With the Moz toolbar, I can export these results to a CSV.
When I open that up the URLs and the titles are neatly in two columns:
Whether you’re searching for guest posts, product reviews, infographics, or some type of article – this is an excellent way to get relevant results, fast.
Method 2: Source From Other List Posts.
Arguably simpler is to find other posts that mimic yours and combine these posts into one large post.
For example, when Brian Dean was writing his fantastic post on 200 Google Ranking Factors, he saw that the front runner before him was Vaughn’s Guide, which had only around 126 ranking factors.
Naturally, what he was able to do was to simply take those 126 that had already been laid out and build on them, probably including ones he found in other posts as well, until finally hitting upon 200.
I used a similar approach when I wrote my guide to Traffic Generation, just looking at what was already out there:
I can head to any of those pages and extract all of the links using an HTML extractor tool, and I’ve got over 300 case studies to draw from.
In addition to that, I’m going to want to use method 1 to get some results that no one has yet to make sure I have fresh content of my own.
I can now add them all to one spreadsheet, and remove duplicates via the UNIQUE() function.
How To Quality Control Your Results
So you’ve just gone ahead and built a spreadsheet of a few hundred links to your topic.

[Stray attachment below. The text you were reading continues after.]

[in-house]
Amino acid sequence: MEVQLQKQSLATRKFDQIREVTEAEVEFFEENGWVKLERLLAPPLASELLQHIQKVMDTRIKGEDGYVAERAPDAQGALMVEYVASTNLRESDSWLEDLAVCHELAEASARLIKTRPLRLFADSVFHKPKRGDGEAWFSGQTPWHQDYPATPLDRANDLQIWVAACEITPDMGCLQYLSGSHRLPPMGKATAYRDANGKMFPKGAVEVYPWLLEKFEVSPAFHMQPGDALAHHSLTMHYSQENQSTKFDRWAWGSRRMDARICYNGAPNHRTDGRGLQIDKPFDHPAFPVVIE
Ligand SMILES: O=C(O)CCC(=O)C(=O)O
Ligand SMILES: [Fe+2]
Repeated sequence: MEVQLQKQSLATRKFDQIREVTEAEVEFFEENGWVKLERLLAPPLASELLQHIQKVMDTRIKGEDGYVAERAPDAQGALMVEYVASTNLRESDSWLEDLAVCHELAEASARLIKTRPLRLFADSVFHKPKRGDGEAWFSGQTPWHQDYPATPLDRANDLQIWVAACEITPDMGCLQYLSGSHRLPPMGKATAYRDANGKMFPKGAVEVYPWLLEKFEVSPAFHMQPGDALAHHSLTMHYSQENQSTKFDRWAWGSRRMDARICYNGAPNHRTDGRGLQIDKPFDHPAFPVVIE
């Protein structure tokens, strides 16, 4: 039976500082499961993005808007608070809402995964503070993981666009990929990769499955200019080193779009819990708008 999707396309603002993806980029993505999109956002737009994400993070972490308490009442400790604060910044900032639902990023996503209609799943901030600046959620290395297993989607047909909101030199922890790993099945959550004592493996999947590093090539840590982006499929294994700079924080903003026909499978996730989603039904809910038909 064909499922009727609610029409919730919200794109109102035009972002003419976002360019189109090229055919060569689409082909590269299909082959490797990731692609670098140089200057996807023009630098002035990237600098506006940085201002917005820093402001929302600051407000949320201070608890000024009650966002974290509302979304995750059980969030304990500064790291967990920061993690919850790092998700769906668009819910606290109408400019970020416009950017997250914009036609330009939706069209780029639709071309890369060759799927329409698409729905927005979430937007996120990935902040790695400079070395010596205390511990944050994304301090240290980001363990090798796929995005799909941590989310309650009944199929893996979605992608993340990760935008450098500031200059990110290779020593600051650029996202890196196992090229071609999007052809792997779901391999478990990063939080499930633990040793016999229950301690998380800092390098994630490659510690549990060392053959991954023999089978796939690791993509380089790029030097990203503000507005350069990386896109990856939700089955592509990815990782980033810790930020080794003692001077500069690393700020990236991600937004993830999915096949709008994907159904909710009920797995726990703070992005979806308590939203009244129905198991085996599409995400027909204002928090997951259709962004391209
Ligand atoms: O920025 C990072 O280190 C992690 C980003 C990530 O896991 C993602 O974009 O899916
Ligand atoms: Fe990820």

You may have removed duplicates, but you still can’t be sure that the ones you have are top quality.
For this I’ll leverage a bulk social share counter, which allows me to add URLs (often it’s only 10 at a time), and get the share counts, which can be downloaded into a CSV.
A high share count is an indicator that the article is quality, so I can just add these columns to my original spreadsheet, and remove any results that don’t meet a minimum threshold of say, 20 shares.
Now, I’m left with just the good stuff.
Assembling The Post
You have the makings of a post, but it’s in a spreadsheet – how are you going to put it together?
First, ask yourself the following questions:
- Are you going to simply list the links, or are you going to write descriptions for each of them?
- Are you going to break the list into different topics or chapters, and if so, how will you organize the articles?
- Are you going to include images for each chapter?
- Will you include introductory descriptions for each chapter, as well as descriptions of each link?
- Are you going to build a table of contents?
There’s not really a right or a wrong way to answer these questions – your answers are inevitably what will make your post unique.
Here’s how ours came out looking: